The Treatment of Minors Under the Law.
Under common law, children were originally viewed as the property of their parents, having few, if any, independent rights. (6) Over time, the law evolved, and it now views the parent-child relationship as a relationship based on reciprocal rights and responsibilities. Parents are generally responsible for their child's financial support, health, education and upbringing. In return, they are vested with the custody and control of their child, including the right to make decisions for the child that will help shape his or her values. (7) In general, parents are legally responsible for their child until the child reaches the age of majority--the age at which a person is considered an adult under the law. This age limit is established by each state separately.
States, as well as parents, impose certain restrictions on persons under the age of majority--or minors -- on the presumption that before reaching majority, young people lack the experience, perspective and judgment to make fully informed decisions that take into account both the short- and the long-term consequences of their actions. (8) Restrictions on the behavior of minors vary from state to state, but all states bar them from voting, from serving on juries, from executing a will and from purchasing alcoholic beverages. (9)
States have traditionally required that a parent give consent before a minor receives medical treatment, (10) although there have long been exceptions to this rule. Many states, for example, authorize doctors to treat any minor involved in a medical emergency without first obtaining parental permission. (11) In addition, states often consider a minor who is married, serving in the armed forces or living apart from his or her parents and self-supporting to be "emancipated"; in such cases, a minor has the right to act on his or her own behalf, including the right to consent to medical treatment. (12) Furthermore, juvenile and family courts are authorized to make health care decisions for a minor who has been abused or neglected by his or her parents. (13)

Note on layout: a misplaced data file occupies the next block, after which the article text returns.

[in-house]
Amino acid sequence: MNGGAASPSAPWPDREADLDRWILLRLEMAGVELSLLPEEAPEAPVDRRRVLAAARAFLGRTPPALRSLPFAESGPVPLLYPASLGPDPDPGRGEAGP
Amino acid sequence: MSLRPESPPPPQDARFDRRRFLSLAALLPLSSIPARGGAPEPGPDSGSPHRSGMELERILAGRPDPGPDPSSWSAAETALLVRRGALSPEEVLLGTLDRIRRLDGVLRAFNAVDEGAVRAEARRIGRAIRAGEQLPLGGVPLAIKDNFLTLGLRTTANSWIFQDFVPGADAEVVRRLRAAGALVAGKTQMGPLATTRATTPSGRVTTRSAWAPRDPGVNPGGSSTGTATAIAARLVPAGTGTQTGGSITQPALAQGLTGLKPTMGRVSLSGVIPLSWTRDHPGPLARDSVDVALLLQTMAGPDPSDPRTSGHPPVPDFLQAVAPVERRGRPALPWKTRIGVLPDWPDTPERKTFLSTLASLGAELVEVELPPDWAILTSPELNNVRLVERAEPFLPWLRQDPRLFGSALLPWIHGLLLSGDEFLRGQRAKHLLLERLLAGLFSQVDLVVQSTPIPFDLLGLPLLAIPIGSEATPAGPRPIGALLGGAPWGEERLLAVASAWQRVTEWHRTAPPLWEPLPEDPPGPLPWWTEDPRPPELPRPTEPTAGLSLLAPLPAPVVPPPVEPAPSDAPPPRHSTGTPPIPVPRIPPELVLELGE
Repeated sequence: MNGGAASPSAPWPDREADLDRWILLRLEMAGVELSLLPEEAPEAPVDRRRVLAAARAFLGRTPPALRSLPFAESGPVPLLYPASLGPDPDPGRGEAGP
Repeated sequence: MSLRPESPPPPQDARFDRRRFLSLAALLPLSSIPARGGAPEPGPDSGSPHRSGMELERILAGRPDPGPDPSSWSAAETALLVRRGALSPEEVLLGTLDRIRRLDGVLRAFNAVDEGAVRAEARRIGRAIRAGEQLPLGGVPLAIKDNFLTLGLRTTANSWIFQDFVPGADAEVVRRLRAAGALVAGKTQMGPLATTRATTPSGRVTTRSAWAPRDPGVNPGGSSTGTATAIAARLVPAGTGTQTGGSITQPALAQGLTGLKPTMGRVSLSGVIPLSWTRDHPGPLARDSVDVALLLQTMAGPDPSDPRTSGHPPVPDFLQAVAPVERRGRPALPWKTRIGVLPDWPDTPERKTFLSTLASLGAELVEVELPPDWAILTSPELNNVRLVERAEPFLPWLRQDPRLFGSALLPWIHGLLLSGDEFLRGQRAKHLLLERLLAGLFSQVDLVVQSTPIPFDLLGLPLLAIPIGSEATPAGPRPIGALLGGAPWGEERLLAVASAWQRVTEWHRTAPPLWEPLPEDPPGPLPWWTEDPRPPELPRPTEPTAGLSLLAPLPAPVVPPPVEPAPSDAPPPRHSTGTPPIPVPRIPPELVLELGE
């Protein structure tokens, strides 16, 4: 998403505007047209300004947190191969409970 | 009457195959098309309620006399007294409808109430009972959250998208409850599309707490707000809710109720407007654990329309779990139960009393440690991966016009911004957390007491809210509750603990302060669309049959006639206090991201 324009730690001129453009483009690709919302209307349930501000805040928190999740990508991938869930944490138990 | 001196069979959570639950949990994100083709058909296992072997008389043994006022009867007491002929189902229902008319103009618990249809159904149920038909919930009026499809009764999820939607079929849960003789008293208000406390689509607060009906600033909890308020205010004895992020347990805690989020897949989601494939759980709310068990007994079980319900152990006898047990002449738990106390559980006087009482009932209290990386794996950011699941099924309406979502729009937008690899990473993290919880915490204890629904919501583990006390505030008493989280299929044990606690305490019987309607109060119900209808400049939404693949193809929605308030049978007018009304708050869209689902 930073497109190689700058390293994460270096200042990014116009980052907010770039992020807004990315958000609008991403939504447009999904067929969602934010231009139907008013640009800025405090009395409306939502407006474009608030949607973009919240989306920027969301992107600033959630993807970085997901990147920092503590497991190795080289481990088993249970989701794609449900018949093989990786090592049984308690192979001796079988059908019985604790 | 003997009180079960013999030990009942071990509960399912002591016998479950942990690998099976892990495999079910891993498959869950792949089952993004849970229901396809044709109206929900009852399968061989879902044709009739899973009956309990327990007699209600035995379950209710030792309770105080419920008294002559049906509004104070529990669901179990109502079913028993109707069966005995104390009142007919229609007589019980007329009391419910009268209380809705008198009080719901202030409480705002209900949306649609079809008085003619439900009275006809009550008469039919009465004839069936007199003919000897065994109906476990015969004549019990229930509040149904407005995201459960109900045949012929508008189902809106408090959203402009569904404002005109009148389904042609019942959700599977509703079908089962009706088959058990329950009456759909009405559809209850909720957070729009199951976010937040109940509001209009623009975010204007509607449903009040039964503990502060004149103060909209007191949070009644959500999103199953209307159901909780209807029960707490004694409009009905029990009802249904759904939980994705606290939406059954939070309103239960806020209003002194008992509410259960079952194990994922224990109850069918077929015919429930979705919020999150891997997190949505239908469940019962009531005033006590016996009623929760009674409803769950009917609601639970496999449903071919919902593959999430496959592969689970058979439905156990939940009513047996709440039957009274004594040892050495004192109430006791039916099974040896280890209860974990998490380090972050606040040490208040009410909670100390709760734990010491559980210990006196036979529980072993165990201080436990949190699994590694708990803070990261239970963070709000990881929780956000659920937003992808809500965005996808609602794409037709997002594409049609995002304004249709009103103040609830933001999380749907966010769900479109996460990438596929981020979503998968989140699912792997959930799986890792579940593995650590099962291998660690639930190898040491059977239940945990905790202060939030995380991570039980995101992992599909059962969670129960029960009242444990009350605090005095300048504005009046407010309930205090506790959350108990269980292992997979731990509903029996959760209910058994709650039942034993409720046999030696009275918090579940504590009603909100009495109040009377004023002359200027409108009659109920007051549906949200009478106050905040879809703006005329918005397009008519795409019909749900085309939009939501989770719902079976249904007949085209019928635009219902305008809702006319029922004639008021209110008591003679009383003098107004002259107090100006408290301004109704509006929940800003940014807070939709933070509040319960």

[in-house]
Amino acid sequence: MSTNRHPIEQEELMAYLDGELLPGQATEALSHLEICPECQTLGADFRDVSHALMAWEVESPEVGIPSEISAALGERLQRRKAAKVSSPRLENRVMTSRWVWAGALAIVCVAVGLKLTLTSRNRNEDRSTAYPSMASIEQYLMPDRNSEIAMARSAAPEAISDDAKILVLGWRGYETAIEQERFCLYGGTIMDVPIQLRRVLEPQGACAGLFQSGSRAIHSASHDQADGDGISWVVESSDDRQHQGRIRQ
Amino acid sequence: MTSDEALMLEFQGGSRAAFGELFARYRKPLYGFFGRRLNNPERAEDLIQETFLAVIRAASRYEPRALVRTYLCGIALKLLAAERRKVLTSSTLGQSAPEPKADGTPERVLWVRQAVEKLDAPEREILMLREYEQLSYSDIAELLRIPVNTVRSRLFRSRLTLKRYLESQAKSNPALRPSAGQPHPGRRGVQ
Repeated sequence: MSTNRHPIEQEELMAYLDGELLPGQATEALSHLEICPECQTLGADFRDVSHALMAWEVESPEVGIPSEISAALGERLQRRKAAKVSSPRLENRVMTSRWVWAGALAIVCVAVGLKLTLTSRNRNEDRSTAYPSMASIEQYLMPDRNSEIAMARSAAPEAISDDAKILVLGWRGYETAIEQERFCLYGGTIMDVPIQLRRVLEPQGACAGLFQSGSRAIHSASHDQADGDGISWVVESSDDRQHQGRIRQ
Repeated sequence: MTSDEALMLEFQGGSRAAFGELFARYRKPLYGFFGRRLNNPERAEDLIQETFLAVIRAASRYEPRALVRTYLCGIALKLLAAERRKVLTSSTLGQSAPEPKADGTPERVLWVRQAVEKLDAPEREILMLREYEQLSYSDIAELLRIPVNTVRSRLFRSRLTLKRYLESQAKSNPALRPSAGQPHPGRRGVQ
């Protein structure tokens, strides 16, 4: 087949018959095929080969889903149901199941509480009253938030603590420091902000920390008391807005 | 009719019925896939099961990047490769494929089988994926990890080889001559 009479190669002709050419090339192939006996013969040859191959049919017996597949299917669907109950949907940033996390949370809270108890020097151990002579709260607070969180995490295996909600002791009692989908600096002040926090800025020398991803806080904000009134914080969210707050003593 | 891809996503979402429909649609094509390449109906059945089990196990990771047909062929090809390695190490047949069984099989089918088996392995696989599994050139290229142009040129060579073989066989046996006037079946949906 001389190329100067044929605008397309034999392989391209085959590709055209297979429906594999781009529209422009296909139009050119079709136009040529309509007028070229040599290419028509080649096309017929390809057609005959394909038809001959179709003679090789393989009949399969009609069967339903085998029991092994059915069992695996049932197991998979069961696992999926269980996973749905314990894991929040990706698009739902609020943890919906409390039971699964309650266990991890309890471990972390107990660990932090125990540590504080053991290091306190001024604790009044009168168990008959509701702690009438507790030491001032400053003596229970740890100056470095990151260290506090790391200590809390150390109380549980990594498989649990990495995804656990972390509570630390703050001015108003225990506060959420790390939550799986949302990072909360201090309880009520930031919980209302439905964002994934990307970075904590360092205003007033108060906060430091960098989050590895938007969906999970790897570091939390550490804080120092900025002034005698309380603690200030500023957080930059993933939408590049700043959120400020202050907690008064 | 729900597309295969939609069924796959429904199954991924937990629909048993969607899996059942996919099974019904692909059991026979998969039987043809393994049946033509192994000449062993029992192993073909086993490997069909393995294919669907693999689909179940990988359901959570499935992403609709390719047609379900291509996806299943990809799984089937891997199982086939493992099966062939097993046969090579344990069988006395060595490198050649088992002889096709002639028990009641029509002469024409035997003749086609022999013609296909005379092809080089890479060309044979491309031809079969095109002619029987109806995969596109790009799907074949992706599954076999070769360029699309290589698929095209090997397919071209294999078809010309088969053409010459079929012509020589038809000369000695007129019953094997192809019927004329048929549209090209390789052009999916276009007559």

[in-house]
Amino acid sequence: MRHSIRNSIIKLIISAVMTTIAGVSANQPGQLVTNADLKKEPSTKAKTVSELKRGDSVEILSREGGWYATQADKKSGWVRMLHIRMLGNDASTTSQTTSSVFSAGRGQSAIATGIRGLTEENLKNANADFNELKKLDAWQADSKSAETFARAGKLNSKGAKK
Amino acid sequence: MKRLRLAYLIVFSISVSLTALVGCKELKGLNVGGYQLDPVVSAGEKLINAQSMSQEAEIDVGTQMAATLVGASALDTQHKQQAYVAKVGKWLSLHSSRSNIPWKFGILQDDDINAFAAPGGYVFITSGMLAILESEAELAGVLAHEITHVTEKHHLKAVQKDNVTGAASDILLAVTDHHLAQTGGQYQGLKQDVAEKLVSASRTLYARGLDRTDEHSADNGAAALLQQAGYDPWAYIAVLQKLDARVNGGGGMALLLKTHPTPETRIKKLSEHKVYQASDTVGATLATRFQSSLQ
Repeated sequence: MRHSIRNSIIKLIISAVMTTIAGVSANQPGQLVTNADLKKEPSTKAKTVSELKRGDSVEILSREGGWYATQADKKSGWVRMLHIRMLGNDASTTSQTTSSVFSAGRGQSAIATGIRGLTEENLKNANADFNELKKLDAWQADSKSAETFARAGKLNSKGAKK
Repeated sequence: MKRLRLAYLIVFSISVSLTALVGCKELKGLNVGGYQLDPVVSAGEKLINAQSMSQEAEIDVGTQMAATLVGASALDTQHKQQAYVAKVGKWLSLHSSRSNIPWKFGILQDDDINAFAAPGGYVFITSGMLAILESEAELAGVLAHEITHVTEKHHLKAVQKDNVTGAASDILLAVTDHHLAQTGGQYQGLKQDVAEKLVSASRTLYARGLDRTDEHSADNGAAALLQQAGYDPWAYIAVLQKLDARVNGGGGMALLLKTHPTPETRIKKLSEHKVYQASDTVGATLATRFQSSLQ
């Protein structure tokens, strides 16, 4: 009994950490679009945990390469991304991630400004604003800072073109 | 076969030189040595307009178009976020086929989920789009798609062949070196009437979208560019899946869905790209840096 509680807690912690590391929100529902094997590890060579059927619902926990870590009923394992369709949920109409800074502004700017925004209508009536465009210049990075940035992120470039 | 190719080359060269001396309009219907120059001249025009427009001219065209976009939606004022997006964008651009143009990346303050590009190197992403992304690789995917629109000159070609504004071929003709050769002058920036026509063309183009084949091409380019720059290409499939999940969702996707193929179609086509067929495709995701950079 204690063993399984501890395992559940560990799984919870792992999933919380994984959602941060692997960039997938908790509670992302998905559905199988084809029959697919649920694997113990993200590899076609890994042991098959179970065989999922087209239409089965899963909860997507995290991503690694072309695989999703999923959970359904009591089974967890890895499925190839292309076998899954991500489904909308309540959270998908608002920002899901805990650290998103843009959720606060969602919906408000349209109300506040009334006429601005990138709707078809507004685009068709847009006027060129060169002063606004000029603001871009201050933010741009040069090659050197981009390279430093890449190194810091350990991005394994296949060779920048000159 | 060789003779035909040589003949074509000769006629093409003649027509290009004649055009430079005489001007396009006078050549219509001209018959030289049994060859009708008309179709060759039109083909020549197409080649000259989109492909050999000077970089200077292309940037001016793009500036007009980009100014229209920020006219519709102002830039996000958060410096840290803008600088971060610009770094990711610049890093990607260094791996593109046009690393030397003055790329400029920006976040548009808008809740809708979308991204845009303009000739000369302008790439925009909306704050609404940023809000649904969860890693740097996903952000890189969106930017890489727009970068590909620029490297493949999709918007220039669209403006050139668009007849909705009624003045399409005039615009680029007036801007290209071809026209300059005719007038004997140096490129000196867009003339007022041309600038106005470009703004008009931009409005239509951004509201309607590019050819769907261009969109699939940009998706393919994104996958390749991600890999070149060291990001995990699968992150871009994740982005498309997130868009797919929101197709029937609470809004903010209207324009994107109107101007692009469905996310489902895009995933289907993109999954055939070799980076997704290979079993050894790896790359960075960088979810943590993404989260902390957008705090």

Historically, the constitutional rights of minors have been subject to more stringent limitations than have the rights of adults. (14) But in a landmark 1967 decision relating to juvenile delinquency proceedings, the Supreme Court, concluding that "constitutional rights do not mature and come into being magically only when one attains the state-defined age of majority," held that the Bill of Rights and the Fourteenth Amendment's guarantee against the deprivation of liberty without due process protect minors, as well as adults. (15) Building on that opinion, the Court subsequently ruled that minors have a constitutional right to privacy that includes the right to obtain contraceptives (16) and the right to decide to terminate an unwanted pregnancy. (17)
Expansion of Minors' Decision-Making Powers
Spurred in part by these court decisions, a growing trend has emerged over the last 20-30 years to give teenagers wider authority to make decisions for themselves. The age of majority, for example, has been lowered from 21 to 18 in the District of Columbia and in all states except Alabama, Nebraska and Wyoming (where it is 19), and Mississippi (where it remains 21). (18) This move followed the ratification in 1971 of the Twenty sixth Amendment to the Constitution, which gave 18-year-olds the right to vote in federal elections.
In the area of health care, recognition has been growing that age alone may not indicate a person's ability to make sound decisions. Some states, for example, have adopted the so-called mature minor rule. Under this rule, a minor who is sufficiently intelligent and mature to understand the nature and consequences of a proposed treatment can obtain (or consent to) medical treatment without consulting his or her parents or securing their permission. (19) In addition, some states have passed laws that specifically authorize a teenager to consent to (or obtain) medical treatment for health problems related to sexual activity, substance abuse and mental health. (20) In doing so, states have acknowledged that a teenager who is pregnant or infected with an STD, a teenager who abuses drugs or alcohol, and a teenager who suffers from emotional or psychological problems may avoid seeking necessary medical attention, in a timely fashion, if he or she must first tell a parent. In situations like these, the states have co ncluded, it is more important for a young person to have access to confidential medical services than it is to require that parents be informed of their child's condition. (21)
Minors, Abortion and the Supreme Court